When climates change, species move. It’s a fact of life on Earth and probably has been for the past 542 million years, even when species don’t have legs or wings or fins to get them from place to place.
Quaking aspen is one example of a seemingly stationary species that has managed in just the past 20,000 years to expand into the largest range of any native North American tree. These distinctive trees grow across Alaska and Canada all the way south along the Rocky Mountains to Mexico. Since most of their current northern distribution was buried under up to 2 miles of ice just 22,000 years ago, aspens provide a great opportunity to study how species move during climate change.
Researchers at Utah State University were curious whether the aspens that currently live in the mountains of the western United States are stragglers that have occupied this region since the species moved north after the last ice age and have subsequently climbed into the mountains to avoid the warming lowlands, or whether the southern aspens are wayward offspring of the main northern population that found the mountains to be a distant, but suitable, habitat.
In order to find the answer the researchers analyzed short sections of DNA from almost 800 individual trees in 30 different forests spanning the species’ entire range. The genetic variation among these trees showed that forests in the northern part of the aspen’s range are all reproducing with each other across thousands of kilometers, or are at least very recent relatives of one another. In contrast, forests in the south are more isolated and probably represent the remnants of two populations that took refuge on opposite sides of the Great Basin during the last ice age.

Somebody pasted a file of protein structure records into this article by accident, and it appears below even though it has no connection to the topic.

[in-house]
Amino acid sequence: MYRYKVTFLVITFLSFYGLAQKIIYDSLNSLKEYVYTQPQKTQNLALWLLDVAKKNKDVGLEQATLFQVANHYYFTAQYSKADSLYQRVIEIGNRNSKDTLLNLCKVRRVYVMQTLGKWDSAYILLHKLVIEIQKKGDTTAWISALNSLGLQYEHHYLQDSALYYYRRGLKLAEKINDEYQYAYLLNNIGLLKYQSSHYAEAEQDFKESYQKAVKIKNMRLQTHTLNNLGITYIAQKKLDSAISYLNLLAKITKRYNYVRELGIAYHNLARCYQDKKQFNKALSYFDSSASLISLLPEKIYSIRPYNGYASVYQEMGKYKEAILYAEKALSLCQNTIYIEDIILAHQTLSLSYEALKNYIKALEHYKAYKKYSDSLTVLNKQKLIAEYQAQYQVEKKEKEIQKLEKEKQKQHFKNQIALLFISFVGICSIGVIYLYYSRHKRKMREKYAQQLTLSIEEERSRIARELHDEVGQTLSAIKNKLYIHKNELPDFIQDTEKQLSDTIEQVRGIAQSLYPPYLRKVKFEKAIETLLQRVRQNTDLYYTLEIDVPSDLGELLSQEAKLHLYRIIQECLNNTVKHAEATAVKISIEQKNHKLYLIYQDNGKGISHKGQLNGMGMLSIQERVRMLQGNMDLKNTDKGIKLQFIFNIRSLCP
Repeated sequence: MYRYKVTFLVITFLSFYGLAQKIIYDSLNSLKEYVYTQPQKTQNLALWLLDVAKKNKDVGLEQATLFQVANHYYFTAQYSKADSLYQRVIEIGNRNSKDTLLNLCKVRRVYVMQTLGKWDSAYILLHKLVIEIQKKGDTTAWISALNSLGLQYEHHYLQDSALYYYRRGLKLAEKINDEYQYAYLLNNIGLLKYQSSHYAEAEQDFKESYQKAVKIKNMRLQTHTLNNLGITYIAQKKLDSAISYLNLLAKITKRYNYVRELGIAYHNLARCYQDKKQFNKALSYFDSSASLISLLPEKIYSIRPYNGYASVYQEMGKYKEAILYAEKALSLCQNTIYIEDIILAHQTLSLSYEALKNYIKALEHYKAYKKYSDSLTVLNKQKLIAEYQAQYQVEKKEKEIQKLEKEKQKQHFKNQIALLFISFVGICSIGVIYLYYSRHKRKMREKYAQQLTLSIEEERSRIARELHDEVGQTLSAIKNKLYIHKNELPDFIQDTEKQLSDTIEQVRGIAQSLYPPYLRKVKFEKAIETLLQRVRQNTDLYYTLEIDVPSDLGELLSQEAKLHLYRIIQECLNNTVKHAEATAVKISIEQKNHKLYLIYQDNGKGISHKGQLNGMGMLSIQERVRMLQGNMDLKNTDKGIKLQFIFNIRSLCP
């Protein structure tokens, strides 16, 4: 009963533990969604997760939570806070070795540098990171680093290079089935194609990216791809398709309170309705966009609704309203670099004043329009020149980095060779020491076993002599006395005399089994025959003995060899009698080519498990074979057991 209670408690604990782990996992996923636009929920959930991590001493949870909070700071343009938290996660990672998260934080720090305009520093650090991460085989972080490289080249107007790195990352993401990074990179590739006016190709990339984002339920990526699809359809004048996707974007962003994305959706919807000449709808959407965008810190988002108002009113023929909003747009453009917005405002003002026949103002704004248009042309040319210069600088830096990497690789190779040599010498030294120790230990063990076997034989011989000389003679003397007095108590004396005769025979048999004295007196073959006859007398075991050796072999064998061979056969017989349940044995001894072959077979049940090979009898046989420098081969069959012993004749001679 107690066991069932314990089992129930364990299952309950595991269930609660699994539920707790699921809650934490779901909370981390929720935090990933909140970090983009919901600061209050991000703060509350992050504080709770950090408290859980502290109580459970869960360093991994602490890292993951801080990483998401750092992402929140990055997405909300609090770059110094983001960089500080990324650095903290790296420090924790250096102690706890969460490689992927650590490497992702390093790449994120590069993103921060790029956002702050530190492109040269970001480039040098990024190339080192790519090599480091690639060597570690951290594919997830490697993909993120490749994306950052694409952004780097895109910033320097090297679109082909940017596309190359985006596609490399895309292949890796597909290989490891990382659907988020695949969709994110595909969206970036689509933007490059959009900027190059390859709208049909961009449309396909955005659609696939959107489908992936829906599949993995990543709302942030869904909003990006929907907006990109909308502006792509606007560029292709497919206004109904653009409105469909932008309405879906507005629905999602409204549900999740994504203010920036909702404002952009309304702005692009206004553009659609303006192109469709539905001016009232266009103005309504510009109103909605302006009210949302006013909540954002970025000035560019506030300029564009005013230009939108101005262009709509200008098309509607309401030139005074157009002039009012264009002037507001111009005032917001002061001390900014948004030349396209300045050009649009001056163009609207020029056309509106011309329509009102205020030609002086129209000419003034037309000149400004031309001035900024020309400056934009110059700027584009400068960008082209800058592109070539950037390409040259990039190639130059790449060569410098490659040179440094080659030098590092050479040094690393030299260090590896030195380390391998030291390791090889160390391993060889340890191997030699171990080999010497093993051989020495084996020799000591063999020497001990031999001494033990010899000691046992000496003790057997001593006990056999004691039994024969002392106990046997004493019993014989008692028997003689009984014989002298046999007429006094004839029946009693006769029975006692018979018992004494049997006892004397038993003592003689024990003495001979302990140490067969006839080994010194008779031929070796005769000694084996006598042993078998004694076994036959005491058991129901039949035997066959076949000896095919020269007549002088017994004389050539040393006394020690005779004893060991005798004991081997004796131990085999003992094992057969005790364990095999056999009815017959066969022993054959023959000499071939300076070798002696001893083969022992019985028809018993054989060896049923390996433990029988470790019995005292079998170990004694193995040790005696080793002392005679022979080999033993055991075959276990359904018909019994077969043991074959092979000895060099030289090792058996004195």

This geographic history has interesting consequences for aspen genetic diversity (how much variation there is among members of the same species in their DNA). Southern aspens have lower genetic diversity within a forest compared to aspens in northern forests, mainly because of their isolation and propensity to reproduce by sprouting clones rather than by seeds. However, the amount of variation between forests in the south is much higher than in the north, so that, taken all together, northern and southern aspens embody about the same level of genetic diversity. This means that losing a single forest in the south will eliminate much more of the genetic diversity within the entire species than losing a single northern forest.
Unfortunately, the aspens with the most unique genes are also the most likely to disappear; climate change in the next century is expected to decrease southern aspen’s habitat by as much as 94%. Genetic diversity holds a species’ potential ability to adapt to new conditions. What incipient adaptability to current climate change is stored in the DNA of the endangered southern aspens? It is a bit ironic that the most vulnerable forests house trees whose genetic material could hold the adaptive key to outrunning the cause of this vulnerability. The question is, will this potential manifest before its basis is lost?
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